- Commercial Invoices
- Electronic Export Information (EEI) forms. This replaces the Shipper’s Export Declaration (SED) form for controlled exports.
- Import permits. Specifically for products that fall under the Canadian Other Government Department (OGD) regulation.
- Manifest or Cargo Control Documents (CCDs). Required if shipping more than one package at a time.
- NAFTA Certificates of Origin. For NAFTA-eligible goods.
- Proof of Delivery (POD), in the event it isn’t handled directly on the Bill of Lading (BOL)
How Much Does it Cost to Ship Packages to Canada?
Shipping costs are largely due to the goods shipped, the logistics partner, weight, and classification. The shipping cost to Canada will include other things like duties, tariffs, taxes, and other fees. Other things to take into consideration include;
Duties, Tariffs, and Taxes
Goods imported into Canada may be subjected to duties and taxes, including;
- Goods and Services Tax (GST)
- Provincial Sales Tax (PST) for provinces not covered by a harmonized tax
- Harmonized Tax (HST), combines Goods and Services Tax (GST) and provincial taxes in some Canadian provinces.
- Quebec Sales Tax (QST), for goods destined for the Quebec province.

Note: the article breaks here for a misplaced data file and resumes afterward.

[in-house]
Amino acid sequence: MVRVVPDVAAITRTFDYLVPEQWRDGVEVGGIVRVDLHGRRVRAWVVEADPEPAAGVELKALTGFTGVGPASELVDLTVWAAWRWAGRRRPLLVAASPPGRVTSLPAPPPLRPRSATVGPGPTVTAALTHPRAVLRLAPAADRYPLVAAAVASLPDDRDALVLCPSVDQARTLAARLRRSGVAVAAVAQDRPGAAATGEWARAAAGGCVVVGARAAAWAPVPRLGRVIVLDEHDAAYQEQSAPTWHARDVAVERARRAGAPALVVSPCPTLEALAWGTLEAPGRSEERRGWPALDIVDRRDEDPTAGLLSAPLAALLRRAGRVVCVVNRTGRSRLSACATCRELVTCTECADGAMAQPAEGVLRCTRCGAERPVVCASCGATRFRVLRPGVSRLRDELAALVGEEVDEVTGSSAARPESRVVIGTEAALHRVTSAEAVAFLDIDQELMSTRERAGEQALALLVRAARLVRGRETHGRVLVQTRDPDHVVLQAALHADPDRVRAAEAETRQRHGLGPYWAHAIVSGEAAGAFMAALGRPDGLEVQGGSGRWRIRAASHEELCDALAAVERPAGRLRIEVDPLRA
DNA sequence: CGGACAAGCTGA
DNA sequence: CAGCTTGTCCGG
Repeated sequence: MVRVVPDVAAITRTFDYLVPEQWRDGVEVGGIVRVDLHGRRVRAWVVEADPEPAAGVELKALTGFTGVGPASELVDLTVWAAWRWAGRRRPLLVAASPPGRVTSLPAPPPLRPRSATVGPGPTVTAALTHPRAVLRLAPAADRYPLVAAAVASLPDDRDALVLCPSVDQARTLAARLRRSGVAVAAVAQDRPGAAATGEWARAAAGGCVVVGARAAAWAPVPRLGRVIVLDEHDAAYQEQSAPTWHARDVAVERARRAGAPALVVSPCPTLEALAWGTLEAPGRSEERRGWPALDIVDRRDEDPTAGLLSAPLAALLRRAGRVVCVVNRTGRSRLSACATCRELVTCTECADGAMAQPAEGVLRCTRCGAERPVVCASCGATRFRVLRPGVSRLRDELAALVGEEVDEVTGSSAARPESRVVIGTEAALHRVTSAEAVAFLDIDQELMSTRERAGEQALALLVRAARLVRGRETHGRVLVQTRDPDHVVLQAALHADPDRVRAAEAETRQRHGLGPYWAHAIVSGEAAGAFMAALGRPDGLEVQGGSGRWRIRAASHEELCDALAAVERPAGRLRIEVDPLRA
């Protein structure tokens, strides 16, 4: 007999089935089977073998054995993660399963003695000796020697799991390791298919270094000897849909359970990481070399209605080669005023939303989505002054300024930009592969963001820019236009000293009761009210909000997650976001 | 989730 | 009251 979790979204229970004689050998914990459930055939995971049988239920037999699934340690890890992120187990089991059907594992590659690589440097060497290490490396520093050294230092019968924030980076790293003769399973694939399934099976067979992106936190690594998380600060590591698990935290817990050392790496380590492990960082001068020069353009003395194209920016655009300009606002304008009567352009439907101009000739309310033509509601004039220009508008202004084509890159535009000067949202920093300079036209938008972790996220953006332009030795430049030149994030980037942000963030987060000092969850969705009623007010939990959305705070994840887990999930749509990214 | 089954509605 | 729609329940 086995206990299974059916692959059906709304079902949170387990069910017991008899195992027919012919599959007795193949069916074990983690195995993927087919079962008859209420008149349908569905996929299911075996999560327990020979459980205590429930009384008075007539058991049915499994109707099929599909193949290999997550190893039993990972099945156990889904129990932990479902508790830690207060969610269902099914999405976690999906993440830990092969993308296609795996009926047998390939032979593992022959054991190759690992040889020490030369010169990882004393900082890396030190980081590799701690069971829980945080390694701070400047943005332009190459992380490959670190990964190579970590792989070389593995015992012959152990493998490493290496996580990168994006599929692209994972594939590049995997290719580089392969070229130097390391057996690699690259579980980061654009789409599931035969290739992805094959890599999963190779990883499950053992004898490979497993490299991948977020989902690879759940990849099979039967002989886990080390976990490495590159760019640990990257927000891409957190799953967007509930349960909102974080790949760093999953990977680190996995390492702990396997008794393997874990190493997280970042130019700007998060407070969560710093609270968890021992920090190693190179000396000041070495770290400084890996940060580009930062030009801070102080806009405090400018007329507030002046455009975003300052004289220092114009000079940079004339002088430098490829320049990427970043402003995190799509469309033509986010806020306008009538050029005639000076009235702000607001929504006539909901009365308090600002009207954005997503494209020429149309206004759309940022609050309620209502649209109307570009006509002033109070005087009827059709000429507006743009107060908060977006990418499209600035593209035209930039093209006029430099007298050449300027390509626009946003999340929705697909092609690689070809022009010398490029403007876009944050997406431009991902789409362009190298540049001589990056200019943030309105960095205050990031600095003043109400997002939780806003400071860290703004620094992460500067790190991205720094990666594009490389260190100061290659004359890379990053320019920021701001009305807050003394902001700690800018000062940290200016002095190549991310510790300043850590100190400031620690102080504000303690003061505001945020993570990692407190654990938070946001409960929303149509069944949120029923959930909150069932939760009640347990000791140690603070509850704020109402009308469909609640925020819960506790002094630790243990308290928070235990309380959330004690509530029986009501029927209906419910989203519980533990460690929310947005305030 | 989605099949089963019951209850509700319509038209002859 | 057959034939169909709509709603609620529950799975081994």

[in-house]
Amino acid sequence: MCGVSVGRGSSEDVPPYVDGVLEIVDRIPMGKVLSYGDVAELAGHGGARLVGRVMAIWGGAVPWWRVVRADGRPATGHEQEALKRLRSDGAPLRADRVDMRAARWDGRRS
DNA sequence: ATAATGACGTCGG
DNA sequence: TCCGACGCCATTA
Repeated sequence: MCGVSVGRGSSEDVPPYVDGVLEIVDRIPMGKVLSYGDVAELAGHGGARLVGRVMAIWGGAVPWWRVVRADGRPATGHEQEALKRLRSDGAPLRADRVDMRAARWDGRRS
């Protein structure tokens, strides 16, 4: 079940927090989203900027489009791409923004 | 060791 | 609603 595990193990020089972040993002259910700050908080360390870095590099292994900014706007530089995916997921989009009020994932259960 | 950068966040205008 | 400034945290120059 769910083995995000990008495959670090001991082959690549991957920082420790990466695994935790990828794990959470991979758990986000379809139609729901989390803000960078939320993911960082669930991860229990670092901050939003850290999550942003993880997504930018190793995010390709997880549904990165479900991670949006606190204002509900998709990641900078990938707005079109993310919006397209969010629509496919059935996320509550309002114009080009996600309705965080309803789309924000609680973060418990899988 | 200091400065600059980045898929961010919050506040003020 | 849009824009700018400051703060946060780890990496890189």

Entrepreneurs and business owners can further research applicable taxes by provinces to get an idea of what they should expect. With the GST tax reigning supreme, some of the few exceptions, according to the CBSA, include;
- Items valued at $20 CAD or less that aren’t intoxicating beverages, cigarettes, cigars, publications where the supplier requires registration under Excise Tax Act, manufactured tobacco, and goods split up under multiple shipments but under the $20 CAD limit.
- Gifts from friends and family located outside of Canada and valued below $60 CAD. To qualify, these items must be correctly labeled as gifts.
Asides from the tariffs, taxes, and duties, US business owners and shippers also need to consider associated fees. For example, your logistics partner often assesses customs brokerage fees and handling fees. These fees may range from $9.95 CAD above, depending on the goods being shipped.
Who Pays Duties, Fees, Taxes, and Tariffs?
Duties and taxes are often paid by the sender (the e-commerce business or the individual). These amounts can also be paid through a third party, for instance, a logistics partner. On the other hand, logistics companies often help senders to select the responsible payment party for customs duties or taxes.
If you plan to assign these amounts to a third party, for instance, the receiver, you may inform your shipping partner ahead of time to ensure that appropriate paperwork is prepared for it.
It is important to note that Canadian sales taxes may be required from the sender. This is besides the fact that Canadian consumers may be responsible for such payments. For clarity, you may need to work closely with the consumer to ensure these amounts are properly remitted to the government.
Shipping to Canada can be stressful if you’re handling the process on your own. There are many logistics providers who will happily take on the stress at a fraction of the cost. To begin shipping to Canada, visit https://myusaddress.ca.
850 Sophia St Prescott Ontario K0E1T0,